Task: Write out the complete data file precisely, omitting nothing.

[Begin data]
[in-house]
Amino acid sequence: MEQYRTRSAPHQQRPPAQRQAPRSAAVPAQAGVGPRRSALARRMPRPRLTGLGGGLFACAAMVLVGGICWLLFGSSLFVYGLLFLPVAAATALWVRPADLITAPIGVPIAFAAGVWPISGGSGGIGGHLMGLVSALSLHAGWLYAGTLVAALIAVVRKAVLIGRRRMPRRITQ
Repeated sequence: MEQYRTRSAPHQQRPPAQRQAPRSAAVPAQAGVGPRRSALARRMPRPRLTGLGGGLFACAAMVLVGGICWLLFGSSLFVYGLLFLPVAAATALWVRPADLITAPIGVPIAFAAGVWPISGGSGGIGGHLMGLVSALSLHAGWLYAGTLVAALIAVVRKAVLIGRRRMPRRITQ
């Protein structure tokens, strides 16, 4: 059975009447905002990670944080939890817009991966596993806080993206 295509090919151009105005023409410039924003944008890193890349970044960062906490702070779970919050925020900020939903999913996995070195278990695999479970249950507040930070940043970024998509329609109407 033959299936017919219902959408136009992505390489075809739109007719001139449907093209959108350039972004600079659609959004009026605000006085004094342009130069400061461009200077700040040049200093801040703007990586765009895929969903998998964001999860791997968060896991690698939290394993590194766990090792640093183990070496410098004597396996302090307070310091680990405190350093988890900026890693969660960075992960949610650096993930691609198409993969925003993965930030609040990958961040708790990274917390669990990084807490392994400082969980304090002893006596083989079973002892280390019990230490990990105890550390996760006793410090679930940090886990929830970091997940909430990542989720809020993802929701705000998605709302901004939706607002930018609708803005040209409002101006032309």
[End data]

[in-house]
Amino acid sequence: MEQYRTRSAPHQQRPPAQRQAPRSAAVPAQAGVGPRRSALARRMPRPRLTGLGGGLFACAAMVLVGGICWLLFGSSLFVYGLLFLPVAAATALWVRPADLITAPIGVPIAFAAGVWPISGGSGGIGGHLMGLVSALSLHAGWLYAGTLVAALIAVVRKAVLIGRRRMPRRITQ
Repeated sequence: MEQYRTRSAPHQQRPPAQRQAPRSAAVPAQAGVGPRRSALARRMPRPRLTGLGGGLFACAAMVLVGGICWLLFGSSLFVYGLLFLPVAAATALWVRPADLITAPIGVPIAFAAGVWPISGGSGGIGGHLMGLVSALSLHAGWLYAGTLVAALIAVVRKAVLIGRRRMPRRITQ
């Protein structure tokens, strides 16, 4: 059975009447905002990670944080939890817009991966596993806080993206 295509090919151009105005023409410039924003944008890193890349970044960062906490702070779970919050925020900020939903999913996995070195278990695999479970249950507040930070940043970024998509329609109407 033959299936017919219902959408136009992505390489075809739109007719001139449907093209959108350039972004600079659609959004009026605000006085004094342009130069400061461009200077700040040049200093801040703007990586765009895929969903998998964001999860791997968060896991690698939290394993590194766990090792640093183990070496410098004597396996302090307070310091680990405190350093988890900026890693969660960075992960949610650096993930691609198409993969925003993965930030609040990958961040708790990274917390669990990084807490392994400082969980304090002893006596083989079973002892280390019990230490990990105890550390996760006793410090679930940090886990929830970091997940909430990542989720809020993802929701705000998605709302901004939706607002930018609708803005040209409002101006032309």